Since this first occurrence there has been two more instances with the same bus model same year. The dealer will be replacing the radiator under warranty and the OEM representative has been notified. Out of three buses 2 of the radiators have been damaged requiring replacement.
Spring Load And Fatigue
The 2 bars that intersect are round stock metal material and flex quite a bit to take the weight of the engine hood. Under load The one bar snaps and springs forward towards the radiator with enough force to create a puncture in the core.
Warranty Is Good Except For Down Time
There are seven of these buses in our fleet with approximately three months left on the warranty. Since the radiators have to be ordered from the factory the down time is over a week long. There freight on top of that would be costly considering the size and weight of the radiator.
Sometimes The High Cost Of Freight Is Unavoidable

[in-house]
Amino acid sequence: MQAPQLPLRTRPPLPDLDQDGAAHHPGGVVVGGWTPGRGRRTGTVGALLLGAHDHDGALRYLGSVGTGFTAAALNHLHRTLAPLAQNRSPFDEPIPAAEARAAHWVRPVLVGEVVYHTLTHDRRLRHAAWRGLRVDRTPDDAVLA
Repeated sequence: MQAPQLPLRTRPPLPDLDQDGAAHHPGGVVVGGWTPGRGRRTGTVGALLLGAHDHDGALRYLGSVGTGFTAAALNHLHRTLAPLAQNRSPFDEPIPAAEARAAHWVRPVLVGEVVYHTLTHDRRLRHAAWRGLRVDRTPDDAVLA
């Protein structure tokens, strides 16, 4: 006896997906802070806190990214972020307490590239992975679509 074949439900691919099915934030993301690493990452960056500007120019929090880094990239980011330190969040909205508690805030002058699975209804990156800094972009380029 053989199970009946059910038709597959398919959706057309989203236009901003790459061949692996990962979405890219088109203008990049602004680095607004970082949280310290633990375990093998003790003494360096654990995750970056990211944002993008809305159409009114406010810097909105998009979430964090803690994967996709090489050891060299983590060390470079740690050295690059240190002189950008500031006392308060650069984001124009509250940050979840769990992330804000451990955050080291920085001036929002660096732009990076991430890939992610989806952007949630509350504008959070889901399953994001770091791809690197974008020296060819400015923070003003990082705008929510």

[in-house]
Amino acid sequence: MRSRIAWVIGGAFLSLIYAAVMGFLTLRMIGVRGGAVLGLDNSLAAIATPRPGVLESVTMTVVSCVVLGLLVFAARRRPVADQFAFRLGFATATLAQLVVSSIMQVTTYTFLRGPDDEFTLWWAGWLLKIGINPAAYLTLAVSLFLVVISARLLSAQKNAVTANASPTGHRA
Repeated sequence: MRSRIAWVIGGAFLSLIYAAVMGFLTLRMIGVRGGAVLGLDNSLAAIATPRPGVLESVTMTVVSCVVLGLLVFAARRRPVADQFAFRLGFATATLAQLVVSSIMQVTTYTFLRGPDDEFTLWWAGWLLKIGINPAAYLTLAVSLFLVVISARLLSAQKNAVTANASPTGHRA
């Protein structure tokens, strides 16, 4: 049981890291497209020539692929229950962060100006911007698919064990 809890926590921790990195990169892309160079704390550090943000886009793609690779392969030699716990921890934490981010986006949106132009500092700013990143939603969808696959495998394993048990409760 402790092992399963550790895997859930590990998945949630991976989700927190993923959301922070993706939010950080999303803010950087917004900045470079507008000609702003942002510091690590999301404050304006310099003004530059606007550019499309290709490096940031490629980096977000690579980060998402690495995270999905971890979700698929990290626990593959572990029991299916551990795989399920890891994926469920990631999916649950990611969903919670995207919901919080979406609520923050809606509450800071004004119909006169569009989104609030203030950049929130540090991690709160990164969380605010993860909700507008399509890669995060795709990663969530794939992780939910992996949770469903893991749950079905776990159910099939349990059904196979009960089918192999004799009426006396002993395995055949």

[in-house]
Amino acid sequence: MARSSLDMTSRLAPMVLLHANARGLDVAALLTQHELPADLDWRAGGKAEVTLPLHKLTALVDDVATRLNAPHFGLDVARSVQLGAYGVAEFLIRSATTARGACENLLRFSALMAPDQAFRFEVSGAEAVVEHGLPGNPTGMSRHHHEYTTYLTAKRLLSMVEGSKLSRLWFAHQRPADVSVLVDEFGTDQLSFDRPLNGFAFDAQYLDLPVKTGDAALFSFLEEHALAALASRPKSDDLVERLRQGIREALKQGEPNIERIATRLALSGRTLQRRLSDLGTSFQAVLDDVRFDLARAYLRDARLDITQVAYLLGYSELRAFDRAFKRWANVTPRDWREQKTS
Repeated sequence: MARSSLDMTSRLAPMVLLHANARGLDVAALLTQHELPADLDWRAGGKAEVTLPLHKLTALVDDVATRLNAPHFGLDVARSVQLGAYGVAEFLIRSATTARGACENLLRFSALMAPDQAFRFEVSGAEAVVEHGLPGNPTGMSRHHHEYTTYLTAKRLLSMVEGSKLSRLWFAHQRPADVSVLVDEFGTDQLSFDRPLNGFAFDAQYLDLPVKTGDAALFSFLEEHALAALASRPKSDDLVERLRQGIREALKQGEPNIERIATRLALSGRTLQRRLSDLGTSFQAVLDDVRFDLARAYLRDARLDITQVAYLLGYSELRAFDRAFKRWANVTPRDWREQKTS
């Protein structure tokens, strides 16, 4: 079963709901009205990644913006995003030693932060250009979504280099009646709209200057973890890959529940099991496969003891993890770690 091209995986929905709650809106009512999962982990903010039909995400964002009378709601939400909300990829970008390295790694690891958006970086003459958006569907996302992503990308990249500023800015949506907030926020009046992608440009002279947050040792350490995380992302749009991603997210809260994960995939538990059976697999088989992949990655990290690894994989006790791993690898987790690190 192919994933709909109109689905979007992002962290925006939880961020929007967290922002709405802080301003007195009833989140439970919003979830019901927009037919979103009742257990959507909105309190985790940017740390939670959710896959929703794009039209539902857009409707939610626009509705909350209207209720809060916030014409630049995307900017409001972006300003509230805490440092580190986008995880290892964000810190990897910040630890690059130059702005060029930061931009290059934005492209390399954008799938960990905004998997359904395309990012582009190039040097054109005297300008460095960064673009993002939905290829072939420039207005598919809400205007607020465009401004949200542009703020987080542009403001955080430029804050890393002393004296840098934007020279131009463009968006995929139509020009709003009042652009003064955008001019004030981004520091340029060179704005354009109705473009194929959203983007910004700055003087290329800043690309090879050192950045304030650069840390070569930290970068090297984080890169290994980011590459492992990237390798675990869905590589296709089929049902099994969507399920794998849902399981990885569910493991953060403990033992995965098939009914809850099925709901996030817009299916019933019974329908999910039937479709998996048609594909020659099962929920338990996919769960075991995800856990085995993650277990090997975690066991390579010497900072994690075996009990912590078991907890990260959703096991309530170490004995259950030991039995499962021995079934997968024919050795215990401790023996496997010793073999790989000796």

A while back we had a radiator fail on a Conventional Thomas Bus. The situation was urgent so we had to have it delivered via Memphis, Tennessee by Fedex air freight and the bill was $500. Too many buses down at the time forced me to make that decision since all the spare buses were being used and there was no choice.
Looking At A Solution To This Problem
Eventually I’m looking at some way of protecting the radiator from damage if the spring rod assembly happens to fail again on another bus. The radiators are not cheap and if there is a way to avoid replacement we will be diligent with safe guarding the radiator core from damage. A radiator guard or some kind of restraint device around the 2 bars comes to mind.
The Unexpected Is Always Around The Corner
You never know what could happen to these buses from one day to he next and it’s always interesting to see new and strange failures. There are times that the same thing happens over and over because we purchase 6 to 8 buses every year. They come with the EXACT same specifications and it’s uncanny sometimes when 2 or 3 of the exact same breakdowns happen to the same group of buses in a one month span.
I hope you enjoyed this story and I can assure you there will be more to come. A new day brings more unforseen situations and they will shared here at the Mechanics Hub blog. If you like this story or have a similar one please comment below. Join us here at the Hub where is a lot of Mechanic talk and interaction.
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